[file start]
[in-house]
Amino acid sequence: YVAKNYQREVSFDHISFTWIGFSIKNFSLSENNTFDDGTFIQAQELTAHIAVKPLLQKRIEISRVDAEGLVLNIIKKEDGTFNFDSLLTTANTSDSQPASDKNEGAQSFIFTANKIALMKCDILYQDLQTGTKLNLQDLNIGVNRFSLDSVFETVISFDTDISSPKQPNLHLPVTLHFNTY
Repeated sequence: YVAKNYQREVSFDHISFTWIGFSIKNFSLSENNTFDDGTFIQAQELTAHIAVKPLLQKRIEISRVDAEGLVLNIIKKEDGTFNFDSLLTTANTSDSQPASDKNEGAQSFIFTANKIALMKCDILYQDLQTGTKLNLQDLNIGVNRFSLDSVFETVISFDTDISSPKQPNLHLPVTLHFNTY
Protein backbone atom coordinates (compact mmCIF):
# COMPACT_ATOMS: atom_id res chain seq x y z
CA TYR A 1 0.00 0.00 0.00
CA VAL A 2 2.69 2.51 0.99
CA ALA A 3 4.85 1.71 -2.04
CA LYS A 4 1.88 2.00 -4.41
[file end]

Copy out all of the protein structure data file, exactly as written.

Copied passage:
[in-house]
Amino acid sequence: YVAKNYQREVSFDHISFTWIGFSIKNFSLSENNTFDDGTFIQAQELTAHIAVKPLLQKRIEISRVDAEGLVLNIIKKEDGTFNFDSLLTTANTSDSQPASDKNEGAQSFIFTANKIALMKCDILYQDLQTGTKLNLQDLNIGVNRFSLDSVFETVISFDTDISSPKQPNLHLPVTLHFNTY
Repeated sequence: YVAKNYQREVSFDHISFTWIGFSIKNFSLSENNTFDDGTFIQAQELTAHIAVKPLLQKRIEISRVDAEGLVLNIIKKEDGTFNFDSLLTTANTSDSQPASDKNEGAQSFIFTANKIALMKCDILYQDLQTGTKLNLQDLNIGVNRFSLDSVFETVISFDTDISSPKQPNLHLPVTLHFNTY
Protein backbone atom coordinates (compact mmCIF):
# COMPACT_ATOMS: atom_id res chain seq x y z
CA TYR A 1 0.00 0.00 0.00
CA VAL A 2 2.69 2.51 0.99
CA ALA A 3 4.85 1.71 -2.04
CA LYS A 4 1.88 2.00 -4.41